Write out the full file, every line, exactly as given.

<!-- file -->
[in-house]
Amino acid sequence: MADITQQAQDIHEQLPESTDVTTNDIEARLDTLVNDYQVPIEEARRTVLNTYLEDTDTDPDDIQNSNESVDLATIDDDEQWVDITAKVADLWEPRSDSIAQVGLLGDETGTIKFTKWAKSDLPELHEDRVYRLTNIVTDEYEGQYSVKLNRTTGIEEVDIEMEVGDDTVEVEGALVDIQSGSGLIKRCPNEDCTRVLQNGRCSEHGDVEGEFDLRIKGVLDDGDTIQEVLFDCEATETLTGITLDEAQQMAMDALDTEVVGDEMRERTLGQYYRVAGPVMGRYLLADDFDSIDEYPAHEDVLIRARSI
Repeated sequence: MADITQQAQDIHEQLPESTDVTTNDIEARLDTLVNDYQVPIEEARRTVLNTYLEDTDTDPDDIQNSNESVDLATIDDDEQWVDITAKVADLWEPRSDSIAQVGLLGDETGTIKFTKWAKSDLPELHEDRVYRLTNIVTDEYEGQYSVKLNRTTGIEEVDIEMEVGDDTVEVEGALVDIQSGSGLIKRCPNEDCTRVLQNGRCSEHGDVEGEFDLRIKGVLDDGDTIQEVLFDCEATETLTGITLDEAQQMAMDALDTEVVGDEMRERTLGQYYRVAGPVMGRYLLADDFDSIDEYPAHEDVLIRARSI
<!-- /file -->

[in-house]
Amino acid sequence: MADITQQAQDIHEQLPESTDVTTNDIEARLDTLVNDYQVPIEEARRTVLNTYLEDTDTDPDDIQNSNESVDLATIDDDEQWVDITAKVADLWEPRSDSIAQVGLLGDETGTIKFTKWAKSDLPELHEDRVYRLTNIVTDEYEGQYSVKLNRTTGIEEVDIEMEVGDDTVEVEGALVDIQSGSGLIKRCPNEDCTRVLQNGRCSEHGDVEGEFDLRIKGVLDDGDTIQEVLFDCEATETLTGITLDEAQQMAMDALDTEVVGDEMRERTLGQYYRVAGPVMGRYLLADDFDSIDEYPAHEDVLIRARSI
Repeated sequence: MADITQQAQDIHEQLPESTDVTTNDIEARLDTLVNDYQVPIEEARRTVLNTYLEDTDTDPDDIQNSNESVDLATIDDDEQWVDITAKVADLWEPRSDSIAQVGLLGDETGTIKFTKWAKSDLPELHEDRVYRLTNIVTDEYEGQYSVKLNRTTGIEEVDIEMEVGDDTVEVEGALVDIQSGSGLIKRCPNEDCTRVLQNGRCSEHGDVEGEFDLRIKGVLDDGDTIQEVLFDCEATETLTGITLDEAQQMAMDALDTEVVGDEMRERTLGQYYRVAGPVMGRYLLADDFDSIDEYPAHEDVLIRARSI